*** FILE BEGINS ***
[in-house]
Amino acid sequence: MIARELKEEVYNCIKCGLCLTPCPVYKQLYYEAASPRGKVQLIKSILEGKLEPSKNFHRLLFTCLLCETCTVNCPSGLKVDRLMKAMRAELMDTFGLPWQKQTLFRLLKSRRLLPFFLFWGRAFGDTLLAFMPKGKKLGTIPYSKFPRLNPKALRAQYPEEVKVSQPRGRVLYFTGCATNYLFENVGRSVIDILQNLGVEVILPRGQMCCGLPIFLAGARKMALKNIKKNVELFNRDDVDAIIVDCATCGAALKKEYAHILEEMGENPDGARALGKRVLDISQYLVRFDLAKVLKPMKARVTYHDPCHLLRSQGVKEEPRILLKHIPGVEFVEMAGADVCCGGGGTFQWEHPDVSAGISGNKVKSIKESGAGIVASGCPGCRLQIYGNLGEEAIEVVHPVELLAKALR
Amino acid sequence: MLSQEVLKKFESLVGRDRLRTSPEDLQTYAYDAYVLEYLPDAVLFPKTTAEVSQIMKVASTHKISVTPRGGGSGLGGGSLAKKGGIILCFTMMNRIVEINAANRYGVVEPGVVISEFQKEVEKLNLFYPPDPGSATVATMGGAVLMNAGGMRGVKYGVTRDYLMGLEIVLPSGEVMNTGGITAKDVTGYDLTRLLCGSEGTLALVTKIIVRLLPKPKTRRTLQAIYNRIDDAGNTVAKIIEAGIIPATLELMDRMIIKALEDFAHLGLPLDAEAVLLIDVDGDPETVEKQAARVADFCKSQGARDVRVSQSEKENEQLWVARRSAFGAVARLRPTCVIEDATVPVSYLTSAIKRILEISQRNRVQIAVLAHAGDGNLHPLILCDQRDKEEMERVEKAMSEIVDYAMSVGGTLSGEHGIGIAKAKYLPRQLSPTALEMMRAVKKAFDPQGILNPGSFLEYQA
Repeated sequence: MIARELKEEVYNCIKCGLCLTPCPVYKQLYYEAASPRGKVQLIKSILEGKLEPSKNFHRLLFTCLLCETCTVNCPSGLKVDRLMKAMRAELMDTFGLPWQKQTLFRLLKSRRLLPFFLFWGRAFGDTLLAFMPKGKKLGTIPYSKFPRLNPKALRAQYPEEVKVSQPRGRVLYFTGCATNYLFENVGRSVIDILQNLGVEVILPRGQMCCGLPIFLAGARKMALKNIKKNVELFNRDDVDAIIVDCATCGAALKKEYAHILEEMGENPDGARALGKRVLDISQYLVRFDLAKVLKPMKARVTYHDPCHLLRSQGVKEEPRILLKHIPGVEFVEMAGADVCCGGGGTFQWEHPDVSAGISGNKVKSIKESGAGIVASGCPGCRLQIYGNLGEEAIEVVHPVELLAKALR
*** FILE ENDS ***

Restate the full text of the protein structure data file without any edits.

[in-house]
Amino acid sequence: MIARELKEEVYNCIKCGLCLTPCPVYKQLYYEAASPRGKVQLIKSILEGKLEPSKNFHRLLFTCLLCETCTVNCPSGLKVDRLMKAMRAELMDTFGLPWQKQTLFRLLKSRRLLPFFLFWGRAFGDTLLAFMPKGKKLGTIPYSKFPRLNPKALRAQYPEEVKVSQPRGRVLYFTGCATNYLFENVGRSVIDILQNLGVEVILPRGQMCCGLPIFLAGARKMALKNIKKNVELFNRDDVDAIIVDCATCGAALKKEYAHILEEMGENPDGARALGKRVLDISQYLVRFDLAKVLKPMKARVTYHDPCHLLRSQGVKEEPRILLKHIPGVEFVEMAGADVCCGGGGTFQWEHPDVSAGISGNKVKSIKESGAGIVASGCPGCRLQIYGNLGEEAIEVVHPVELLAKALR
Amino acid sequence: MLSQEVLKKFESLVGRDRLRTSPEDLQTYAYDAYVLEYLPDAVLFPKTTAEVSQIMKVASTHKISVTPRGGGSGLGGGSLAKKGGIILCFTMMNRIVEINAANRYGVVEPGVVISEFQKEVEKLNLFYPPDPGSATVATMGGAVLMNAGGMRGVKYGVTRDYLMGLEIVLPSGEVMNTGGITAKDVTGYDLTRLLCGSEGTLALVTKIIVRLLPKPKTRRTLQAIYNRIDDAGNTVAKIIEAGIIPATLELMDRMIIKALEDFAHLGLPLDAEAVLLIDVDGDPETVEKQAARVADFCKSQGARDVRVSQSEKENEQLWVARRSAFGAVARLRPTCVIEDATVPVSYLTSAIKRILEISQRNRVQIAVLAHAGDGNLHPLILCDQRDKEEMERVEKAMSEIVDYAMSVGGTLSGEHGIGIAKAKYLPRQLSPTALEMMRAVKKAFDPQGILNPGSFLEYQA
Repeated sequence: MIARELKEEVYNCIKCGLCLTPCPVYKQLYYEAASPRGKVQLIKSILEGKLEPSKNFHRLLFTCLLCETCTVNCPSGLKVDRLMKAMRAELMDTFGLPWQKQTLFRLLKSRRLLPFFLFWGRAFGDTLLAFMPKGKKLGTIPYSKFPRLNPKALRAQYPEEVKVSQPRGRVLYFTGCATNYLFENVGRSVIDILQNLGVEVILPRGQMCCGLPIFLAGARKMALKNIKKNVELFNRDDVDAIIVDCATCGAALKKEYAHILEEMGENPDGARALGKRVLDISQYLVRFDLAKVLKPMKARVTYHDPCHLLRSQGVKEEPRILLKHIPGVEFVEMAGADVCCGGGGTFQWEHPDVSAGISGNKVKSIKESGAGIVASGCPGCRLQIYGNLGEEAIEVVHPVELLAKALR